Overall though, I felt most optionals I did with Contiki were fun and enjoyable! Now, the price for some of them… a little bit high…. but hey… they’re a business at the end of the day.
As I said earlier, the people you end up being on a tour with will probably differ depending on the type of tour you choose.
Regardless though, when you’re in a group of 50 people, you’ll find others “like you” no matter what. You’ll figure out who likes to do the same stuff you do and make friends with them.
What usually ends up happening is that you create your own group of friends and then end up spending most of your time with them. Like you’ll explore a city together and probably eat together at dinners too. And during night time or any group activities, everyone just meshes and mingles with everyone else. But you’re little “core” friends are the people you’ll end up getting real tight with. I still talk to a lot of people I met on my Contiki’s.
Overall, I would say the food is good. I’m not a picky eater and I don’t have any allergies or a lot of foods I don’t like eating. I’m really easy going with food.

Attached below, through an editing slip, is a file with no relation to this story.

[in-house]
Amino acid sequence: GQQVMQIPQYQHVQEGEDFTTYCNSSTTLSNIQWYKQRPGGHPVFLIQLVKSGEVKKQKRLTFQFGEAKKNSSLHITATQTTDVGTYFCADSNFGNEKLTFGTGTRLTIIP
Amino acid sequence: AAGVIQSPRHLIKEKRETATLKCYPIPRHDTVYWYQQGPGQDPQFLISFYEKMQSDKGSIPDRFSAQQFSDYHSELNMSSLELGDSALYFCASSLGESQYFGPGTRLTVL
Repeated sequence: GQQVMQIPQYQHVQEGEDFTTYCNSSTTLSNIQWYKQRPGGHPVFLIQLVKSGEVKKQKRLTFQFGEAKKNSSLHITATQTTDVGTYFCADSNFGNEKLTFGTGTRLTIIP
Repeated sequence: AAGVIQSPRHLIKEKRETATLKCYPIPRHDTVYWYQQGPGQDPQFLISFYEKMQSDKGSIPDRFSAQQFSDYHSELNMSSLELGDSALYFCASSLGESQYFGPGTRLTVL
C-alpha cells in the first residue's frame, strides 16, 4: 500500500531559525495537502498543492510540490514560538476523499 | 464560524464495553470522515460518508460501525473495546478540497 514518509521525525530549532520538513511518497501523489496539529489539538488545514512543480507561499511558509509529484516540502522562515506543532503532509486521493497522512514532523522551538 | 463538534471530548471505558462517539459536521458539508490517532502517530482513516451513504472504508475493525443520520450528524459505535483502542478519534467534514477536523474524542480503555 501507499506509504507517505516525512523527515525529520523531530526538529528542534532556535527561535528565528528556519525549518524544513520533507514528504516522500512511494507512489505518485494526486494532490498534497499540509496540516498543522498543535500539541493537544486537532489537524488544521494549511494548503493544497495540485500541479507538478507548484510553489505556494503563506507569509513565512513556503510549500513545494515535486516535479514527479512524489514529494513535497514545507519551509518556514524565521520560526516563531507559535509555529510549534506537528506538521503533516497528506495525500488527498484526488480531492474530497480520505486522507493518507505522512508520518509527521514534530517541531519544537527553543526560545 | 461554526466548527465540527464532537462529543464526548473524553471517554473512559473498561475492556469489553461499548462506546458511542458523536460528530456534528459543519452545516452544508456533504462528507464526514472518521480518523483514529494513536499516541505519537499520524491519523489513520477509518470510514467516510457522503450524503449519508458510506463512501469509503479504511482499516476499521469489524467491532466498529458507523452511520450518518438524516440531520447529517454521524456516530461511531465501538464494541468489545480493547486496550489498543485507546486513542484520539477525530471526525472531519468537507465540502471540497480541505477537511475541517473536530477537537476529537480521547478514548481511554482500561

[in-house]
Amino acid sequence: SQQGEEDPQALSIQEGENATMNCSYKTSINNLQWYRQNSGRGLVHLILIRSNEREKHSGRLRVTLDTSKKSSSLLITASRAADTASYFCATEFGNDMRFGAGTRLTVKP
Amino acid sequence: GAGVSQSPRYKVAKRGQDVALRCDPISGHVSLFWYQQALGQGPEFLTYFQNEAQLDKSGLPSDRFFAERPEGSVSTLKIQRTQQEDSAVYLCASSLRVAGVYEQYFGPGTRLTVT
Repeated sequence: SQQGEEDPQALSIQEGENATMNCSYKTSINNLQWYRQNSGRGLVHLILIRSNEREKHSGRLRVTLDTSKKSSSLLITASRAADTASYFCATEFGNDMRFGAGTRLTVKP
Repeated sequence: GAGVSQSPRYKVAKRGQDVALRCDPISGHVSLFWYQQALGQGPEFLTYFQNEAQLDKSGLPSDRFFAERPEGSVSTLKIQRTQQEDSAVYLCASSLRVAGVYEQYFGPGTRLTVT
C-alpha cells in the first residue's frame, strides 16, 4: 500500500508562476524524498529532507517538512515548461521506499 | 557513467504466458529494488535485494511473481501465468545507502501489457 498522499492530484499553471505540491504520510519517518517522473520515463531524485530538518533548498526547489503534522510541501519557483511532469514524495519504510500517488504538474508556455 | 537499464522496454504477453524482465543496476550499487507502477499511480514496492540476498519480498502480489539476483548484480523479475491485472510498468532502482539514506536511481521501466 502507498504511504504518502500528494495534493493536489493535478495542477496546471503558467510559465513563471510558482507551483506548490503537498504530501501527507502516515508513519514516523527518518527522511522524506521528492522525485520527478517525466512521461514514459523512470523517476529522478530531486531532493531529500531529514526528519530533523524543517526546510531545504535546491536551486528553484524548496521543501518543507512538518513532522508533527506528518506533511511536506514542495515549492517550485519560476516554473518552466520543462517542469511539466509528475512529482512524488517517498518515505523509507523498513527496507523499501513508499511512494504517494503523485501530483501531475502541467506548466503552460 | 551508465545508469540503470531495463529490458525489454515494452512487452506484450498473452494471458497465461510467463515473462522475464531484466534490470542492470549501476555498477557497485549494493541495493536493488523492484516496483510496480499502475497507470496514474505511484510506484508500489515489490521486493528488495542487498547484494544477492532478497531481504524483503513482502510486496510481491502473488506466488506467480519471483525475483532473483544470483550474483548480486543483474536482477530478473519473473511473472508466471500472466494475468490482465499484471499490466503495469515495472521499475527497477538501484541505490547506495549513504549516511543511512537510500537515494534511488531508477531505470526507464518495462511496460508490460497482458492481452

For breakfast, typical foods are breads, juices, coffee, bacon and cheese.
Lunch usually isn’t included on any tour I’ve been on.
Dinner foods vary widely. It kinda depends on what city you are exploring too. In central European places like Berlin or Prague, we ate a lot of meat and potato type dishes. They were okay (it was a little boring). In Rome, we had pastas and pizzas. In Greece, we had chicken, Greek salads and fish.
But again, overall, I thought it was pretty good and fair for the price I paid for my trips.
Contiki basically takes care of everything for you. It’s one of the most “complete” tours you can take.
Everything is organized. Your accommodations, transportation, food, sights you get to see, clubs/bars you’ll go to, etc. Your entire itinerary is planned for you.
There are days where you get to explore a city at your own pace. They call it “me time” or something like that. And lunches and some dinners will require you to pay for your own food. Other than these things, everything is scheduled for you. You need to wake up at a certain time and have your bags to coach by a certain time. You’ll need to meet back at the meet up point when doing your own exploration at a certain time. The coach will come pick you up at a disco/bar at a certain time and you can get a ride back to your accommodation or find your own way back later if you want to stay.